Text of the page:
Development and maintenance of company culture is an important way to promote wellness and productivity in the workplace. Healthy workplace culture helps to keep employees motivated and collaborative. However, cultivating a culture that is right for a particular organization can be a significant challenge. Considering the psychological impacts of various strategies can play a key role in developing a company’s culture.
These professionals can work for public or private sector organizations in a wide range of industries and departments. They may work in an as-needed, freelance capacity for businesses, or they may remain on a company’s payroll. The latter situation is more common in the human resources department of a larger organization. Their position in a company may also depend on their specific duties. The profession has five major focus points.
Business psychology professionals may handle a large variety of concerns within a company or they may specialize. Five of the most common duties they fulfill are:
In short, however, their job is to analyze business procedures and strategies through a psychological lens to improve outcomes.
Psychology can help organizations evaluate the efficacy of their current practices and policies through a variety of means. Notably, business psychology professionals may ask for feedback from employees or customers and provide insight about procedural practices that tend to garner positive psychological responses. This can optimize procedures at both the design and production phases.
An organization’s leadership decisions are best made when informed by the opinions of a variety of relevant professionals. When a business is making a decision that affects or will be affected by the perceptions or expectations of people, input from a psychological professional can be highly valuable. These professionals may anticipate problems such as negative effects of overwork on employees or how customers may perceive certain practices.
Industrial-organizational psychology professionals can help organizations refine strategies aimed at promoting growth, managing crises and maximizing operational efficiency. Therefore, they can be particularly useful whenever a business is restructuring or otherwise updating or adjusting procedures. They also may be able to help the organization measure the success of strategies and adjust them as needed.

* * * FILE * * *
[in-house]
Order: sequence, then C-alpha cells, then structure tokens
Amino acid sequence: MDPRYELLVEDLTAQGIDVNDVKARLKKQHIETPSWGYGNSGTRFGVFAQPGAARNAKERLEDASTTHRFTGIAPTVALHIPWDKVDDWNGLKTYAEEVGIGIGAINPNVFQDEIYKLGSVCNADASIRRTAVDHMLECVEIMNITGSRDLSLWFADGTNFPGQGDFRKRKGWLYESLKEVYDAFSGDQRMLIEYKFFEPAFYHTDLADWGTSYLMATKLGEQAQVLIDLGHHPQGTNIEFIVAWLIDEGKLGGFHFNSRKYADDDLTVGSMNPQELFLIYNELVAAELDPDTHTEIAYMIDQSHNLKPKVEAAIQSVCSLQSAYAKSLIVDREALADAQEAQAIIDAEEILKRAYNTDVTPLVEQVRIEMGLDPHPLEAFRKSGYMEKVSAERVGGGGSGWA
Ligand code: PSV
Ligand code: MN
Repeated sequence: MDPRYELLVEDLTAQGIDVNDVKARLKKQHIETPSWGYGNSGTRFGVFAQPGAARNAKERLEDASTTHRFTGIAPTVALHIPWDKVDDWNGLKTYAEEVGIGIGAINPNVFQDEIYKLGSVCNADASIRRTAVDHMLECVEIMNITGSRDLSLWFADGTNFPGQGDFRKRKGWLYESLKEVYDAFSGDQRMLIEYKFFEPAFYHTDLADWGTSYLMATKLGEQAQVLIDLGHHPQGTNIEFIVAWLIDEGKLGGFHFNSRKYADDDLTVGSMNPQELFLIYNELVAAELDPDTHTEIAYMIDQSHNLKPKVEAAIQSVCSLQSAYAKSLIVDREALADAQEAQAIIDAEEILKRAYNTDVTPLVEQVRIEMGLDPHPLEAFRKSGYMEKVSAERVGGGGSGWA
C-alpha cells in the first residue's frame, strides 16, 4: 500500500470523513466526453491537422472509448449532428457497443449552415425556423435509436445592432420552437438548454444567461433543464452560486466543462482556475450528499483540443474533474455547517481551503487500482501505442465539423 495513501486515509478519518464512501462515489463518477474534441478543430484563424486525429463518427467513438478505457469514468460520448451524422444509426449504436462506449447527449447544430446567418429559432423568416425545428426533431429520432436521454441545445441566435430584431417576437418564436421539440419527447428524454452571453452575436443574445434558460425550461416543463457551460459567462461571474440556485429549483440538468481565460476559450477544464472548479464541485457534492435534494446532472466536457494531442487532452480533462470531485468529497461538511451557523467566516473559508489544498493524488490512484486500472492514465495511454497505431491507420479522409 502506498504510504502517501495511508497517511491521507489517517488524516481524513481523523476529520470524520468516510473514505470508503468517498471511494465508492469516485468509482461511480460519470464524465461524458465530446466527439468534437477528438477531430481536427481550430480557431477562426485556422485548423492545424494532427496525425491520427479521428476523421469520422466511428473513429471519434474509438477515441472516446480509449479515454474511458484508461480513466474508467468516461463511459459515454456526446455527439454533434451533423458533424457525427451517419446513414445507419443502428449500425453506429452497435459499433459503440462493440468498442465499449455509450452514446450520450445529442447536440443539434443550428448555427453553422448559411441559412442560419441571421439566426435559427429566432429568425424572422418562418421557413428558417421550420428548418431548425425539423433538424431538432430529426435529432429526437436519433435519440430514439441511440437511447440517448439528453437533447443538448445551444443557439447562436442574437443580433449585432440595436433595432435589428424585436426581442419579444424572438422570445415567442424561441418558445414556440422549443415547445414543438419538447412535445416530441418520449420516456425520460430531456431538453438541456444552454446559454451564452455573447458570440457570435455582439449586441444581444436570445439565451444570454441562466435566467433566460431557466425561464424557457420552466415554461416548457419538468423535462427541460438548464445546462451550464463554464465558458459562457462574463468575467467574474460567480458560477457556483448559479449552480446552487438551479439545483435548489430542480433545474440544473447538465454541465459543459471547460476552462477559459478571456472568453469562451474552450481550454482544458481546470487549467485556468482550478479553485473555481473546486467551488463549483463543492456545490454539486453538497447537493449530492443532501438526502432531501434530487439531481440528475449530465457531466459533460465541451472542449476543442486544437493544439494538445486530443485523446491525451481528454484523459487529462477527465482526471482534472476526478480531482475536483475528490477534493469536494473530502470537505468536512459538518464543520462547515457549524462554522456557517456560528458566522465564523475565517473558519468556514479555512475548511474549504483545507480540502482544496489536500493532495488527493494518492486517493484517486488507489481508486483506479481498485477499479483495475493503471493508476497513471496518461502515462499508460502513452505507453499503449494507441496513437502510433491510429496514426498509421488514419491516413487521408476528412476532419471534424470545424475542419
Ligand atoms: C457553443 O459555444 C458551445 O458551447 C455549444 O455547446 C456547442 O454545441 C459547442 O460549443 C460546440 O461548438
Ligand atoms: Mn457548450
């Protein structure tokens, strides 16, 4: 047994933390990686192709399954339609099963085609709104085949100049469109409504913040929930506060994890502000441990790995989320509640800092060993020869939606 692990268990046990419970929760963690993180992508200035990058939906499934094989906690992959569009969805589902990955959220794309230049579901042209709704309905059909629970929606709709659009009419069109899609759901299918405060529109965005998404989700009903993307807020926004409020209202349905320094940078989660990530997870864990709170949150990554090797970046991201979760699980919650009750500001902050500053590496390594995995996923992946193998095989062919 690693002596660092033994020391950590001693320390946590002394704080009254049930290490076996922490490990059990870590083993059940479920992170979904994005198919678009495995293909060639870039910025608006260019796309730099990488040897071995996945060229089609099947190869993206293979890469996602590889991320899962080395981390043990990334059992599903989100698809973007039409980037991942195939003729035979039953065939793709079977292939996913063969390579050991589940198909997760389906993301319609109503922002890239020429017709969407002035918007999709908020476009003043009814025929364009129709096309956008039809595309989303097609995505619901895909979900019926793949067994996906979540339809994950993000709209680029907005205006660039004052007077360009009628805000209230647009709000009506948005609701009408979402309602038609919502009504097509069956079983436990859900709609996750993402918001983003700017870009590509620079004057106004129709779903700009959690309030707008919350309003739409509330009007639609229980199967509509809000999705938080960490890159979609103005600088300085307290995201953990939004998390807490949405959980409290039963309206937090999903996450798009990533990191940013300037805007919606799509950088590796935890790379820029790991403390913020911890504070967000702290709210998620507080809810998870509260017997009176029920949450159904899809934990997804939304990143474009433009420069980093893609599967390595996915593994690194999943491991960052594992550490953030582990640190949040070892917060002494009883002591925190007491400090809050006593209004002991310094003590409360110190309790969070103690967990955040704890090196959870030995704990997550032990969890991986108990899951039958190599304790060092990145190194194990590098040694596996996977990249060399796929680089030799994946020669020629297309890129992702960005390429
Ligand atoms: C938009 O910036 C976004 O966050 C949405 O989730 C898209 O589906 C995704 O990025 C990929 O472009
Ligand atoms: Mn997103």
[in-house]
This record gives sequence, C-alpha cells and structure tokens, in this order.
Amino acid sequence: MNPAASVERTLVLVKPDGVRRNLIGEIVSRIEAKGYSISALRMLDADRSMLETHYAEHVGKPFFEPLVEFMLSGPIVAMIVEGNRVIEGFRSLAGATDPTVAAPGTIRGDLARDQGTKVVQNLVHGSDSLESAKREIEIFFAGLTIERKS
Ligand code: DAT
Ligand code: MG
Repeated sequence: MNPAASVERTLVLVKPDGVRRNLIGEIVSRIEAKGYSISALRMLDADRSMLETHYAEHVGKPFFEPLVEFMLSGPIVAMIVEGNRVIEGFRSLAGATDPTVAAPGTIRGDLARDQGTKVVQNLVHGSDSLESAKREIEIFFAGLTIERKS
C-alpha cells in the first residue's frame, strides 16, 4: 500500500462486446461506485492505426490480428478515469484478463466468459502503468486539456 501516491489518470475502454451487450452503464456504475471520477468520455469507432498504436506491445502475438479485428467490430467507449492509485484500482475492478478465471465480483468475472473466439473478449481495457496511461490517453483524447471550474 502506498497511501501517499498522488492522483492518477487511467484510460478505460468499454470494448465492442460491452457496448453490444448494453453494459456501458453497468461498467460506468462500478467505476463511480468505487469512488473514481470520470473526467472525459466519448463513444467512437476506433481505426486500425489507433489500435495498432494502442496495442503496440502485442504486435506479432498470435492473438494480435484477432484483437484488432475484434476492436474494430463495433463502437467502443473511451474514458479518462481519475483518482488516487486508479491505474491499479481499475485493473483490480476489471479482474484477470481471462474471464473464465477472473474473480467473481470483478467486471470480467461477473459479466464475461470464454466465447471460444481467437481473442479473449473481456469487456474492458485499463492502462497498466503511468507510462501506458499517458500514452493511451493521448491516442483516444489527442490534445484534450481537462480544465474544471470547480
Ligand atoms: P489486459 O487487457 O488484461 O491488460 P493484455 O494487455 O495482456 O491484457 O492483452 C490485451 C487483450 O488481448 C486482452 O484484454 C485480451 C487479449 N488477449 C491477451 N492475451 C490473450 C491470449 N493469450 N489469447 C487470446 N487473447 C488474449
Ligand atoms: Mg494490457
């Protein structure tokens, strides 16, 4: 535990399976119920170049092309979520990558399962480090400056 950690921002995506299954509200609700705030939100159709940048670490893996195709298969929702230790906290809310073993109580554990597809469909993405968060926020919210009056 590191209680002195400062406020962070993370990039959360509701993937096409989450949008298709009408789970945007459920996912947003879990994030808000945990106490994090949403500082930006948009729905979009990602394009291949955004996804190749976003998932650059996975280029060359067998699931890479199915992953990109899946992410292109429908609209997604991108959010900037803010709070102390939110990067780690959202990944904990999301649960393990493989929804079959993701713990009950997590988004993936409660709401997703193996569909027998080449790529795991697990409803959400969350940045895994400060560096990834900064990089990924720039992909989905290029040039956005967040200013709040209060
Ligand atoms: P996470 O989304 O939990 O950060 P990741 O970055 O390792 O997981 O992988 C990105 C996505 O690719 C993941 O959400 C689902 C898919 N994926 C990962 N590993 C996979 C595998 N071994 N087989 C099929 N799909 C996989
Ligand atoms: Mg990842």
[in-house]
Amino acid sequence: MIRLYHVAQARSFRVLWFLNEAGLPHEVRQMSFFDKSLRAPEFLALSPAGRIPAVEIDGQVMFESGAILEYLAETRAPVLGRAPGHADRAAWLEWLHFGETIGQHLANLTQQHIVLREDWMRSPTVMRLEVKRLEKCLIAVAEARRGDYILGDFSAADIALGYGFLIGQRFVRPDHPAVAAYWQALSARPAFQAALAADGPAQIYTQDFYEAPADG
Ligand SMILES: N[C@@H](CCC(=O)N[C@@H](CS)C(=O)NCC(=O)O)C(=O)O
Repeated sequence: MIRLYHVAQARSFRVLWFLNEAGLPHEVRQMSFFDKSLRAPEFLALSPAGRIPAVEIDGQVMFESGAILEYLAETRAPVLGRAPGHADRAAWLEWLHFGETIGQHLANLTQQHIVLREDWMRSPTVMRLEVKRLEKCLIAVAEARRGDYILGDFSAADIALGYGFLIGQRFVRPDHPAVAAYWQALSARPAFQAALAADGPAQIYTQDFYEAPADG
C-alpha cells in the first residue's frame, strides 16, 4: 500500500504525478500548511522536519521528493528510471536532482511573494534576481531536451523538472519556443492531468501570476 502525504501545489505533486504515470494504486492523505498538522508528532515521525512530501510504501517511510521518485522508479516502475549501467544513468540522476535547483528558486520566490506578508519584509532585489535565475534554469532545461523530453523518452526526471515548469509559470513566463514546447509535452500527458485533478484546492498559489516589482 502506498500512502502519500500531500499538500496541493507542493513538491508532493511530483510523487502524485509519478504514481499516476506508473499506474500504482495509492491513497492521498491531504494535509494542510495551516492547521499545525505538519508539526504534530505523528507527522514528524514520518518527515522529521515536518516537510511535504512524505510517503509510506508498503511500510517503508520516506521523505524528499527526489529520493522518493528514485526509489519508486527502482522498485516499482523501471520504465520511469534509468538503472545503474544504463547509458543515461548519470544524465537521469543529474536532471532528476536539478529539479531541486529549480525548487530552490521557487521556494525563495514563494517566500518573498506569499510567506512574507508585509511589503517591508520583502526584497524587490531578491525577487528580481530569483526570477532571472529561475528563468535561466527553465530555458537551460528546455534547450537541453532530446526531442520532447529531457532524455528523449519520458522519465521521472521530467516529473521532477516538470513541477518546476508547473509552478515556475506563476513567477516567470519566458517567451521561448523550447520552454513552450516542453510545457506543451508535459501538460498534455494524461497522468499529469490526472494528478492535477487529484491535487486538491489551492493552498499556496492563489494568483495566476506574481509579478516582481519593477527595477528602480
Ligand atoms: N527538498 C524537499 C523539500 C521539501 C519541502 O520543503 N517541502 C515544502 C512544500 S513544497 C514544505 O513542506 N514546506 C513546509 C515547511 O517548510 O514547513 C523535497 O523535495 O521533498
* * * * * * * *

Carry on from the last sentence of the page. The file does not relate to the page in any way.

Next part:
IO psychology professionals can also offer direct support to other professionals within an organization. By assigning a psychology professional to oversee a process, a leader can assess efficacy from a psychological perspective. For example, one of these professionals could help a hiring manager adjust how they speak to prospective talent or determine how to reduce fatigue on the production floor.
Organizational psychology professionals can not only help other employees in accomplishing their work tasks but can also help them address personal concerns and stressors. These professionals can be very effective assets when it comes to mediating disputes and providing counseling resources for employees. By hiring an IO psychology professional in this capacity, a business can improve morale, manage concerns as they arise, and demonstrate a dedication to their employees’ well-being.
According to BLS, psychologists typically need a doctoral degree in psychology and must be clinically licensed to practice in their state. However, a master’s degree, such as a Master of Science in Industrial-Organizational Psychology, may be the minimum education level needed for employment in non-research or clinical settings. As stated, a doctoral degree is often required for a psychologist, and those without a terminal degree must be supervised by a doctoral psychologist in those settings.
A master’s degree can help those with an undergraduate degree enhance their skills in critical areas, like research and statistics, that are necessary in the workplace. Gaining experience through business consultation will also help build up your portfolio.
People interested in this position are typically those who are interested in both the objective and subjective aspects of business strategy. A desire to help people and solve problems will also be beneficial in this field.
Interested in learning more about the intersection of business and psychology? Check out the Bachelor of Science in Industrial-Organizational Psychology and Master of Science in Industrial-Organizational Psychology from University of Phoenix.